Cutting strings and harmonies that are the exact opposite of the pressurized nonsense you’d find almost anywhere on the commercial end of the pop music spectrum dominate the best moments contained within Looking for a Change, the new album from Alex Lopez. However they’re still not the main reason I think this record is going to take off this year.
Lopez, as a singer/songwriter with a penchant for the blues in the same way that some of the forerunners of rock n’ roll itself once were, is a poignant musician who has a lot to express whether he’s belting out a heartfelt lyric or straddling the emptiness between a bassline and the percussion, and he isn’t pulling any punches in Looking for a Change. “Spanish Blues,” “Wild as the Wind,” “Night Closing In,” and “Politician;” the names of these tracks alone would have us believe that we’re entering a remarkably introspective realm in this LP, but when consumed within a single sitting rather than across several different sit-downs with the complete album, I think they offer up one of the most cutting and honest self-portraits any indie rocker has recorded in 2023. This is a man who won’t and simply can’t withhold from us, and his new release is a testament to his condition.
Lopez’s personality is so enmeshed with that of the music that it’s a little difficult to discern where his vocal starts and the sharp discord of the strings ends in songs like “Train” and “She.” His harmonies are not nearly as delicate as some of the lyrical confessions he’s making are, but the contrast between the two components strikes out at an uneven juxtaposition that very few alternative musicians on the mainstream level have been willing to experiment with in recent memory.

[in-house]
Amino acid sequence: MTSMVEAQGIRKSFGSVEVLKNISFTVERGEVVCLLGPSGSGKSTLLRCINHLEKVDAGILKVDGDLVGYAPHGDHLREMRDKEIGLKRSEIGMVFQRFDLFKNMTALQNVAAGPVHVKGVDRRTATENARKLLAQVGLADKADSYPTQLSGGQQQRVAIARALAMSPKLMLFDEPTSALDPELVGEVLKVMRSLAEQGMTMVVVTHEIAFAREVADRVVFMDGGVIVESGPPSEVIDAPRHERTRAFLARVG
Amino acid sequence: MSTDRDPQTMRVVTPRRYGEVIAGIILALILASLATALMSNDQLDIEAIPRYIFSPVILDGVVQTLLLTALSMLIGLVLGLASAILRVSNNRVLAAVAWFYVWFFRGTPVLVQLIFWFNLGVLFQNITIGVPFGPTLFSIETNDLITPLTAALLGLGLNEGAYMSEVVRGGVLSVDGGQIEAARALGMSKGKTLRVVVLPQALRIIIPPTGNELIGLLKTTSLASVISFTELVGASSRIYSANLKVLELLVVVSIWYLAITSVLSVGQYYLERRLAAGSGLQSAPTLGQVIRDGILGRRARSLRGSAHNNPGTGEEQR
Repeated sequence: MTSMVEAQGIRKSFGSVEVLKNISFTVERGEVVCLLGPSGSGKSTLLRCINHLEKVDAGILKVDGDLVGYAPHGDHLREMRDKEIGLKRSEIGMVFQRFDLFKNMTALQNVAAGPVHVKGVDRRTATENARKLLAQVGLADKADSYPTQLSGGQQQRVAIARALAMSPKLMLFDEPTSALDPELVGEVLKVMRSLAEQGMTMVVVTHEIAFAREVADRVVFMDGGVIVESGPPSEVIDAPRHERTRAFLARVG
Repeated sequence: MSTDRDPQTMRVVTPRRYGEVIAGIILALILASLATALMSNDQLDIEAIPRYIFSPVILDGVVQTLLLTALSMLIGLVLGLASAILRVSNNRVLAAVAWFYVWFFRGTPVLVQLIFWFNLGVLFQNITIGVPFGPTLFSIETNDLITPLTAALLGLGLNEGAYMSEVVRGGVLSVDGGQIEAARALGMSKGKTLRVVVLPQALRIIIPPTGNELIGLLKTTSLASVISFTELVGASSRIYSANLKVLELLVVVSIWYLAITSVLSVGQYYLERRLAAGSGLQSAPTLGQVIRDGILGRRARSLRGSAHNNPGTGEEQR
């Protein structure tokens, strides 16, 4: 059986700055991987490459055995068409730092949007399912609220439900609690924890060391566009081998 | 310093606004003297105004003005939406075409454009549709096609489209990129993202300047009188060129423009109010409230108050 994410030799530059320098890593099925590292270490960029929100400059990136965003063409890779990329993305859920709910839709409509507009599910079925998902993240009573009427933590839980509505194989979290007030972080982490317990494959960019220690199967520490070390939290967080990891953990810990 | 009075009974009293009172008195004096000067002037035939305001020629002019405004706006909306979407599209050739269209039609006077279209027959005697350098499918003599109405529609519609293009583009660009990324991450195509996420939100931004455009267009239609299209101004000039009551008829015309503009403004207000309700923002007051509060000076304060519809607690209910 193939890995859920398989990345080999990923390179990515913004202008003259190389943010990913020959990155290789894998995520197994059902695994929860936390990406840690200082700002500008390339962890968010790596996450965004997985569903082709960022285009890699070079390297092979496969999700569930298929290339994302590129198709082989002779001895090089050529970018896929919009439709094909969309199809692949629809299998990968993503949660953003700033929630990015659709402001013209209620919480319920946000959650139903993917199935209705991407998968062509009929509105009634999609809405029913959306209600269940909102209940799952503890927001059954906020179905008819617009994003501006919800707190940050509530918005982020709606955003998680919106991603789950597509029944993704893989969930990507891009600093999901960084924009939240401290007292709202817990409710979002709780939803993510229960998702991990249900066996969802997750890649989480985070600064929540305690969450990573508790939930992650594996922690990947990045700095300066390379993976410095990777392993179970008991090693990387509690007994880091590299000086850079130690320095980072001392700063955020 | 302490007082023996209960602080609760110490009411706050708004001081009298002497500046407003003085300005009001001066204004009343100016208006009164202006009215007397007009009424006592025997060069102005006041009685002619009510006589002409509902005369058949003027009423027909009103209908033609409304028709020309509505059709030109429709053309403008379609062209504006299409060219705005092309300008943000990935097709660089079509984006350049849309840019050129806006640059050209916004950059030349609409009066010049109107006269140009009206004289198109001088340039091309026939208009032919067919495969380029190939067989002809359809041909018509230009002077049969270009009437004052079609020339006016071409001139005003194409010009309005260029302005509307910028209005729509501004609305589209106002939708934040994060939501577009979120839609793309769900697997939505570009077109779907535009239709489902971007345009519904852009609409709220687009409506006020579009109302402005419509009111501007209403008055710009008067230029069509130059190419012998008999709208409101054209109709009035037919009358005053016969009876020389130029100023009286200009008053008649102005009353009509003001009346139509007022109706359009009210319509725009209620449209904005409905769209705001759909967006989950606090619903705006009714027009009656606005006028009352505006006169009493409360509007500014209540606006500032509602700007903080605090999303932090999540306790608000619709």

The master mix spotlights an attention to detail that I’ve always been fascinated by in his music, and in the title track, “Whiskey Covered Woman,” and “Tell Me,” it’s really hard to witness this play unfold without acknowledging the intricacies Lopez so skillfully arranges to his advantage. He doesn’t need any big, imposing instrumental elements in “Blues They Rock,” “Politician,” or “Spanish Blues” – the story these songs assemble is strong on its own without the cosmetic filler to get in the way.
The scene that this man is coming out of does get a lot of love from the press, and I think that the ingenuity of players like Alex Lopez is the reason why. Listening to an album like Looking for a Change makes it obvious how integral he is to any work he’s involved in, and when left to his own devices I think it’s pretty clear he doesn’t have a hard time getting his point across to the listeners, no matter what that point might be. This is a personal record – Looking for a Change ends up feeling more bluesy than not even when it’s offering us some sizzle in songs like “Whiskey Covered Woman,” and it’s an LP I recommend listening to several times just to appreciate its luster.
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